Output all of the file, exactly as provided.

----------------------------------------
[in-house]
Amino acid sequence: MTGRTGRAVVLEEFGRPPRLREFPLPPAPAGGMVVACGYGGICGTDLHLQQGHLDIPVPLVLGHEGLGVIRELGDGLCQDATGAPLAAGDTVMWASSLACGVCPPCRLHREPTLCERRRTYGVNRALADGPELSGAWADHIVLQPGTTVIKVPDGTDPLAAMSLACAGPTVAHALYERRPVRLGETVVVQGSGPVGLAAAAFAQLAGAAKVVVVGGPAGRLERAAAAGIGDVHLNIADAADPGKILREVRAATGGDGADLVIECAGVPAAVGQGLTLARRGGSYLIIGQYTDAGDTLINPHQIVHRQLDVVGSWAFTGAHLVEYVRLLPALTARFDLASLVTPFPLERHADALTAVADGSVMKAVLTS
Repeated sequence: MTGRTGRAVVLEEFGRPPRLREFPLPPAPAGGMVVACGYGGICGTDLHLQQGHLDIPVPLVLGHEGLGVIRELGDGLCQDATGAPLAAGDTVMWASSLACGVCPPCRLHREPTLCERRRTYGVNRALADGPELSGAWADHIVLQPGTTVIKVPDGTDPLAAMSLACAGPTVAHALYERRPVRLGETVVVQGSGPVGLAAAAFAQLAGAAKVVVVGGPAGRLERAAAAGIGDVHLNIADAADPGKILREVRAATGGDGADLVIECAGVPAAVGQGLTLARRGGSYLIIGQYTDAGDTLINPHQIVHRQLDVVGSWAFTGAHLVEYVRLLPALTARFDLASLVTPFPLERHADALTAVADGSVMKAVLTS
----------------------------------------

[in-house]
Amino acid sequence: MTGRTGRAVVLEEFGRPPRLREFPLPPAPAGGMVVACGYGGICGTDLHLQQGHLDIPVPLVLGHEGLGVIRELGDGLCQDATGAPLAAGDTVMWASSLACGVCPPCRLHREPTLCERRRTYGVNRALADGPELSGAWADHIVLQPGTTVIKVPDGTDPLAAMSLACAGPTVAHALYERRPVRLGETVVVQGSGPVGLAAAAFAQLAGAAKVVVVGGPAGRLERAAAAGIGDVHLNIADAADPGKILREVRAATGGDGADLVIECAGVPAAVGQGLTLARRGGSYLIIGQYTDAGDTLINPHQIVHRQLDVVGSWAFTGAHLVEYVRLLPALTARFDLASLVTPFPLERHADALTAVADGSVMKAVLTS
Repeated sequence: MTGRTGRAVVLEEFGRPPRLREFPLPPAPAGGMVVACGYGGICGTDLHLQQGHLDIPVPLVLGHEGLGVIRELGDGLCQDATGAPLAAGDTVMWASSLACGVCPPCRLHREPTLCERRRTYGVNRALADGPELSGAWADHIVLQPGTTVIKVPDGTDPLAAMSLACAGPTVAHALYERRPVRLGETVVVQGSGPVGLAAAAFAQLAGAAKVVVVGGPAGRLERAAAAGIGDVHLNIADAADPGKILREVRAATGGDGADLVIECAGVPAAVGQGLTLARRGGSYLIIGQYTDAGDTLINPHQIVHRQLDVVGSWAFTGAHLVEYVRLLPALTARFDLASLVTPFPLERHADALTAVADGSVMKAVLTS